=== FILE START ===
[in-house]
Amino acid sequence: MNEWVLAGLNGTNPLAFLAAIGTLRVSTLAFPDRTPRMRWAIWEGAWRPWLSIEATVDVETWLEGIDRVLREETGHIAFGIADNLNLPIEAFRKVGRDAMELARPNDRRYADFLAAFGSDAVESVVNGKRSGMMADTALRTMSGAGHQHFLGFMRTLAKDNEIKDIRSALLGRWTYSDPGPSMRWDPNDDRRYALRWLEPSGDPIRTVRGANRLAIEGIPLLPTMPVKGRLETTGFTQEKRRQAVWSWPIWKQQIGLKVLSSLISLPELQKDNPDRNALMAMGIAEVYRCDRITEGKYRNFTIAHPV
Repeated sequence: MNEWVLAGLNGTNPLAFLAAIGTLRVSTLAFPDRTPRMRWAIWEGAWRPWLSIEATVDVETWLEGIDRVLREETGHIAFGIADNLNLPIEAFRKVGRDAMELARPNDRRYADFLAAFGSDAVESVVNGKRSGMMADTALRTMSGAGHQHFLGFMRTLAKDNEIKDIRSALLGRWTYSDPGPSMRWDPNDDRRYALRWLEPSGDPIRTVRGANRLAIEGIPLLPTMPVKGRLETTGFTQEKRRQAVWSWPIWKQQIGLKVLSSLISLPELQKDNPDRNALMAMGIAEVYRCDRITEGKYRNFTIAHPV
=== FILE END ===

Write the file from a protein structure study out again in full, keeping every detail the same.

[in-house]
Amino acid sequence: MNEWVLAGLNGTNPLAFLAAIGTLRVSTLAFPDRTPRMRWAIWEGAWRPWLSIEATVDVETWLEGIDRVLREETGHIAFGIADNLNLPIEAFRKVGRDAMELARPNDRRYADFLAAFGSDAVESVVNGKRSGMMADTALRTMSGAGHQHFLGFMRTLAKDNEIKDIRSALLGRWTYSDPGPSMRWDPNDDRRYALRWLEPSGDPIRTVRGANRLAIEGIPLLPTMPVKGRLETTGFTQEKRRQAVWSWPIWKQQIGLKVLSSLISLPELQKDNPDRNALMAMGIAEVYRCDRITEGKYRNFTIAHPV
Repeated sequence: MNEWVLAGLNGTNPLAFLAAIGTLRVSTLAFPDRTPRMRWAIWEGAWRPWLSIEATVDVETWLEGIDRVLREETGHIAFGIADNLNLPIEAFRKVGRDAMELARPNDRRYADFLAAFGSDAVESVVNGKRSGMMADTALRTMSGAGHQHFLGFMRTLAKDNEIKDIRSALLGRWTYSDPGPSMRWDPNDDRRYALRWLEPSGDPIRTVRGANRLAIEGIPLLPTMPVKGRLETTGFTQEKRRQAVWSWPIWKQQIGLKVLSSLISLPELQKDNPDRNALMAMGIAEVYRCDRITEGKYRNFTIAHPV